In the “Color Me Starstruck” department, I got to meet one of my literary idols at a writers’ fair in Madison, Indiana. Michael West is a horror novelist known for his “Harmony, Indiana” trilogy and numerous other stories. Most recently he edited an anthology called “Vampires Don’t Sparkle.” I was lucky enough to be traveling back from Indianapolis the day of the event and took a quick side trip to pick up a couple of autographed books, as well get a picture with him. Did I mention he’s also a really nice guy?

That’s it for this month. Lots of exciting things going on behind the scenes, and I’ll keep you updated!

Meeting author Michael West, March 2013

Meeting author Michael West, March 2013

February 2013 Update

The three Brock Ford paperbacks continue to inch along toward publication. Just this week I’ve seen the rough sketches for the interior illustrations, and I am so excited! My illustrator just continues to wow me. I know choosing Brian for the work was the best decision I could have made. Not only do I have professional covers, but the chapter headings will make the books come alive like never before. I’m still looking at a late spring release date (and hopefully more school visits!), so watch here for more details.

My latest book is currently with beta readers. I don’t even have a final title yet, so I’m hoping one of my betas comes up with something great. (Ryan, are you listening?) I’m eager to get the book edited and out, and that should be a release in the summer. Again, stay tuned to the blog for more info.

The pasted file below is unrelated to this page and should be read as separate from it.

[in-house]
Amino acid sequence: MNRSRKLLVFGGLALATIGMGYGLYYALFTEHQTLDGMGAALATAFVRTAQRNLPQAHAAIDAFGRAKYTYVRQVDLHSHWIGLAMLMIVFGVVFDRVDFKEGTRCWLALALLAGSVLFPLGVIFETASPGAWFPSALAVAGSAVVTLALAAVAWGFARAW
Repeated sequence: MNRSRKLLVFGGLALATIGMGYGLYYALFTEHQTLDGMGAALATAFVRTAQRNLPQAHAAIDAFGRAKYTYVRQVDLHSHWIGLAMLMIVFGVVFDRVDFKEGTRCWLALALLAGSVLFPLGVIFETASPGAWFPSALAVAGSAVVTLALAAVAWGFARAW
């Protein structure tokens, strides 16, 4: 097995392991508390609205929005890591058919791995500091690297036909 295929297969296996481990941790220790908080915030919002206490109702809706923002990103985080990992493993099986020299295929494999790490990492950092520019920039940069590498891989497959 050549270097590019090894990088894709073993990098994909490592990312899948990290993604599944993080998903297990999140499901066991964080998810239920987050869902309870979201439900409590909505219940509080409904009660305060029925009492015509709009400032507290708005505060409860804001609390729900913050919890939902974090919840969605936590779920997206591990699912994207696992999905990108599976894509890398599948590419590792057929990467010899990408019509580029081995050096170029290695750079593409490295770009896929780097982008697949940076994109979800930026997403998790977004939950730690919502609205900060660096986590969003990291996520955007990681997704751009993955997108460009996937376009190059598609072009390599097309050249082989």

The first draft for the current work-in-progress, a contemporary middle-grade, is about 2/3 finished. I’m thinking of going the traditional route with this manuscript and submitting to agents. Why, I don’t know. I guess I feel this latest effort has the potential to catch the eye of one of the Big 6. It’s certainly a story written from personal experience. I’ve taken agent Mary Kole’s advice to “dig deep and tell the truth.” We’ll see what happens.

I’m also toying with the idea of putting out a short story collection. I’ve got several shorts and even a bit of poetry lying around. The time just seems right to put it out there and see what happens. That’s a project for when I finish the first draft of the current WIP, while it mellows for a bit.

So… lot of things going on, yet the wheels turn slowly. Stay tuned!

January 2013 Update

Wow! Has it really been over a month since I last updated my blog? I have been busy, busy, busy!

Right now I’m about a third of the way through my current work-in-progress, a new middle-grade novel. It’s really going well, and I’m hoping this will be the one that finally gets me noticed by the right people. I’ve put myself in seclusion the past couple of weekends and forced myself to write, write, write.

Something I’ve come to realize in the past six months is that my first draft doesn’t have to be perfect. The important part is just to get something down. I can fix it later. That’s what revisions and editing are for. Amazing that I’ve been writing for thirty years and I’ve just discovered that. If I had figured it out sooner, there’s no telling how many more books I’d have under my belt. It’s actually been liberating. I’ve always known on the surface of course that subsequent drafts can fix almost anything, but I would never give myself the freedom to just write in an almost stream-of-consciousness mode. All that changed last fall when I picked up an old unfinished novel and decided to complete it. By utilizing that new freedom, I was able to plow through the remainder of the book in about a month and a half. That book will soon be in the editing stage and will hopefully be out before summer.